The London Borough of Hammersmith and Fulham has unanimously approved the revamp of the football club's Stamford Bridge stadium, which will increase spectator capacity up from 41,837 to 60,000.
The most prominent new feature will be the 264 brick piers, which will completely encase the existing stadium and support a steel ring above the pitch. This will create space for the extra spectators – matching the stadium capacity of rival London club Arsenal.
The pillars are intended to make the stadium more at home with the surrounding brick architecture, as well as to create a covered walkway around the perimeter of the building.
The council had already recommended that the application be approved, noting that the architecture could negatively impact a nearby conservation area, but that the benefits of the scheme far outweighed the negatives.
In a report, case officer John Sanchez said the design "builds upon the historic context of previous stadia on the site".
"The resulting design is a high-quality piece of design and a unique architectural solution," he said. "It would have the landmark qualities of a significant sporting venue with a clear identity, and would declutter and unify the site."
Stamford Bridge was designed by Scottish architect Archibald Leitch. Built in 1876, it was initially used as an athletics club, before becoming Chelsea's home ground in 1905.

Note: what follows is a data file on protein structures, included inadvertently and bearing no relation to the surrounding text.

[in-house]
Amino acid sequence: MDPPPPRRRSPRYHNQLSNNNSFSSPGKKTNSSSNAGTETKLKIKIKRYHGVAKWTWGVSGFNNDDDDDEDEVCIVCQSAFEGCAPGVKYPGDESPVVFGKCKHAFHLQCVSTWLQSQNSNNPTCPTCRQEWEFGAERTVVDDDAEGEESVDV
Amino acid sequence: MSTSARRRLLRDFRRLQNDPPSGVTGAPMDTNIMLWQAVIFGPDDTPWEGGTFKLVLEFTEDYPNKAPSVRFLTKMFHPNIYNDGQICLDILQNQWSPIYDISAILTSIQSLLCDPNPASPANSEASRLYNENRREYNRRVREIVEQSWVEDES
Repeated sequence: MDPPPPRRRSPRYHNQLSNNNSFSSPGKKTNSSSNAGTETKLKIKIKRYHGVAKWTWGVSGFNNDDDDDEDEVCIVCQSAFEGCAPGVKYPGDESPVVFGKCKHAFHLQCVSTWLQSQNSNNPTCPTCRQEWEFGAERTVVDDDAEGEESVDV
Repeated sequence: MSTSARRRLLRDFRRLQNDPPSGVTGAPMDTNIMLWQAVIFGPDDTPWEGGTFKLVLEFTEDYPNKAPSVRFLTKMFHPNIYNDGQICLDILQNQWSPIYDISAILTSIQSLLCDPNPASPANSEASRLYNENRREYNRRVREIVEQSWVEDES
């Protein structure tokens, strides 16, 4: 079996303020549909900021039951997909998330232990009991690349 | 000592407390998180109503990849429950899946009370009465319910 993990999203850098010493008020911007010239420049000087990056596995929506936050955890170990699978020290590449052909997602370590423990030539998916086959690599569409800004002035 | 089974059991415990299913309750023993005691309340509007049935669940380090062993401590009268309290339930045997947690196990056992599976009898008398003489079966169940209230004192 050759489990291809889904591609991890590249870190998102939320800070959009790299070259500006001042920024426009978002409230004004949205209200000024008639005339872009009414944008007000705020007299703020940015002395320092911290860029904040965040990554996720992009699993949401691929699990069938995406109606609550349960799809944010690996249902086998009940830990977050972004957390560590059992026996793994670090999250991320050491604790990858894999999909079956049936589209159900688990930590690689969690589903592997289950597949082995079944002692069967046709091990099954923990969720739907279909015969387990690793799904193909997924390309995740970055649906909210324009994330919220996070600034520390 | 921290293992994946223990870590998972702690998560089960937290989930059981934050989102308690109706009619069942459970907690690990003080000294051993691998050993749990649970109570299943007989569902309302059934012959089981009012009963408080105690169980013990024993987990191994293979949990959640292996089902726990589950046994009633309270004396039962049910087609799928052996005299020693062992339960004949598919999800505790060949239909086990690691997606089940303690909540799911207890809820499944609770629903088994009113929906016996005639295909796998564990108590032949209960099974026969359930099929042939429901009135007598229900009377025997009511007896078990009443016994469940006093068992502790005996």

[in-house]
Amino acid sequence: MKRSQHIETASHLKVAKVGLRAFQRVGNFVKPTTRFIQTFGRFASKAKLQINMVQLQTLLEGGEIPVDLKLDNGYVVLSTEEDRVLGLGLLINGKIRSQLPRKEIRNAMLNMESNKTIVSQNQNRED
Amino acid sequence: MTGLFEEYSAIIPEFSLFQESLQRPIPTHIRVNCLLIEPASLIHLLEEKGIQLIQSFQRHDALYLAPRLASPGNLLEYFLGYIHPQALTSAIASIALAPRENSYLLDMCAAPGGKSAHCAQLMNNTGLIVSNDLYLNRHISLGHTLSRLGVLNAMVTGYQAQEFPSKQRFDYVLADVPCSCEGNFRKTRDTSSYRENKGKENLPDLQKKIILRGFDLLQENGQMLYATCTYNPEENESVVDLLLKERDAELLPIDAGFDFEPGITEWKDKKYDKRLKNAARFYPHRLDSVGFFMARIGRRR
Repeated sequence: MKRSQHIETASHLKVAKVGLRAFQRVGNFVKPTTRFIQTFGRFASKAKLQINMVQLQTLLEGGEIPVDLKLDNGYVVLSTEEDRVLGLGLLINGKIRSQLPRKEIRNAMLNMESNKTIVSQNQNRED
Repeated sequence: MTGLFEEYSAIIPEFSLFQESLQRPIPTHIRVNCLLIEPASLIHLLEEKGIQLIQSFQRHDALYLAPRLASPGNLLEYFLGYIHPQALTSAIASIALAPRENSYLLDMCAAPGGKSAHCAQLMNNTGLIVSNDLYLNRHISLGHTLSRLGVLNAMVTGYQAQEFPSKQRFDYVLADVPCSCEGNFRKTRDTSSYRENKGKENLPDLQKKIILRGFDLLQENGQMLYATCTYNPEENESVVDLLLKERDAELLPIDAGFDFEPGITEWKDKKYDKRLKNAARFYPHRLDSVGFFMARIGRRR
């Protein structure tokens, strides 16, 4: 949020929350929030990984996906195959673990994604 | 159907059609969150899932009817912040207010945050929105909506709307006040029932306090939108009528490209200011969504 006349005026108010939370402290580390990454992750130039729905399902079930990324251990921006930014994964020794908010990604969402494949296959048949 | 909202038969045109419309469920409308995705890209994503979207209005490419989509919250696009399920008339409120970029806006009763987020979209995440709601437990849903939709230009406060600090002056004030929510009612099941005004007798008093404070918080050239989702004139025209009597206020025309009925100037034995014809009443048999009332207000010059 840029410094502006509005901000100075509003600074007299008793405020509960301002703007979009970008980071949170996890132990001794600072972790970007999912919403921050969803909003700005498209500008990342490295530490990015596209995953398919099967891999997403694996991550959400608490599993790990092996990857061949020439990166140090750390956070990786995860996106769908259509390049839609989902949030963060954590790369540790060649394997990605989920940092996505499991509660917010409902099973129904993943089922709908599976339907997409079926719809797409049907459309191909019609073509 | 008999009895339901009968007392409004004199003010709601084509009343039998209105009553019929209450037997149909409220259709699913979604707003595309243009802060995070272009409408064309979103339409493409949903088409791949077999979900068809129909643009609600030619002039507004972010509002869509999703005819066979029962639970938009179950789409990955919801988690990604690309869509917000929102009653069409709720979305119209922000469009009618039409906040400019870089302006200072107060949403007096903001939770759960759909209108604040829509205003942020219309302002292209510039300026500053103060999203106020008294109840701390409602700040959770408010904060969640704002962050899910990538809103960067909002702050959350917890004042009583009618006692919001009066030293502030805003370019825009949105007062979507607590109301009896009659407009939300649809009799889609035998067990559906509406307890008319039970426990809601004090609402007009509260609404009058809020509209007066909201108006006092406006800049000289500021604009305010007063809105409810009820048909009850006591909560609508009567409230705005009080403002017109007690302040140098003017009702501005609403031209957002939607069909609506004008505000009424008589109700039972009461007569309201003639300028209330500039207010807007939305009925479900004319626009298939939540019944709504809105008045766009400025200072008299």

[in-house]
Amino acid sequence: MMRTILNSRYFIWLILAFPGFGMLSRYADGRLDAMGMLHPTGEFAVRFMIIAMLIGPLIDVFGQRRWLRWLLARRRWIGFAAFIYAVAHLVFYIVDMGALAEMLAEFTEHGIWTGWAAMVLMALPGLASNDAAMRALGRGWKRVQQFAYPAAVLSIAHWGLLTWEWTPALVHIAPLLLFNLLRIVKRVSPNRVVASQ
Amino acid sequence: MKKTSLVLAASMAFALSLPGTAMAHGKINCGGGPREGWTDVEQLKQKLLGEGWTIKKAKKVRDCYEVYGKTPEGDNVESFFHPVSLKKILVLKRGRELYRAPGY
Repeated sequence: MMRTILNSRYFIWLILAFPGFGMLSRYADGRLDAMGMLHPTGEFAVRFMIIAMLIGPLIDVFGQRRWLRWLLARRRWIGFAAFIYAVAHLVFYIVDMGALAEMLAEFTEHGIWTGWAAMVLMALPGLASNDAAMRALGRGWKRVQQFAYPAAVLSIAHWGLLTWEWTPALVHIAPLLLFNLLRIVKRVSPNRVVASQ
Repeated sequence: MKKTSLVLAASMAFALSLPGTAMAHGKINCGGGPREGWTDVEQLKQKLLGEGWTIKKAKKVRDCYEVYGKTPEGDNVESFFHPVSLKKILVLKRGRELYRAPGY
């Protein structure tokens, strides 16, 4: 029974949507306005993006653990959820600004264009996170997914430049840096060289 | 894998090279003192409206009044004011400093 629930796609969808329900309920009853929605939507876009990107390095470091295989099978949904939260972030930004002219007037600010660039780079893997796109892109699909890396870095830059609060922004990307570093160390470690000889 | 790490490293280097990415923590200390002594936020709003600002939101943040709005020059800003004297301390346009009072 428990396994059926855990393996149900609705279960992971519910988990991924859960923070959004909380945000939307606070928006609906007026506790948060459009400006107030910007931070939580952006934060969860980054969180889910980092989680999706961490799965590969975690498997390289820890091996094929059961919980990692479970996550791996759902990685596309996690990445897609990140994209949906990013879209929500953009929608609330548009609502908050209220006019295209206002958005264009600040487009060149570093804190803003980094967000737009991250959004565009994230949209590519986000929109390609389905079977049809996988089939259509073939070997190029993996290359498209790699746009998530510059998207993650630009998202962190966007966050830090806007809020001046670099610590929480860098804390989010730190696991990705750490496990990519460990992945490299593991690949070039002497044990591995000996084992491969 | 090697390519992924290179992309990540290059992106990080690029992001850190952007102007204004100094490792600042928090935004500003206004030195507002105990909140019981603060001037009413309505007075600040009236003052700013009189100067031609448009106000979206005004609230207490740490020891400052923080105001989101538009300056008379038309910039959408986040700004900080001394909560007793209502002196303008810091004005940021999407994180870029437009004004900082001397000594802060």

The football club first revealed plans to redevelop the stadium in June 2014, having previously explored options for new grounds at Earls Court, and on the south side of the River Thames at Battersea Power Station.
Chelsea FC owner Roman Abramovich then appointed Lifschutz Davidson Sandilands to explore the possibilities for staying at Stamford Bridge, before bringing Jacque Herzog and Pierre de Meuron's team onto the project.
The Swiss firm – ranked fourth on the Dezeen Hot List – famously designed the Bird's Nest stadium for the Beijing 2008 Olympic Games, and has also completed football stadiums in Munich, Basel and Bordeaux.
When the project was first submitted for planning permission, football fanatic Jacques Herzog described it as a "fantastic opportunity for our practice".
"Pierre and I have always admired traditional English stadiums, because of their specific atmosphere and history," he said.
"Stamford Bridge has a rich history and is located at the core of a vibrant neighbourhood. Unlike an isolated stadium, it is part of the day-to-day life of the local community."
Chelsea FC will need to find a temporary home during the construction period, due to the complex nature of the build.
Once complete, the stadium will contain 60,000-square-metres of facilities for fans, including a shop, museum and restaurant.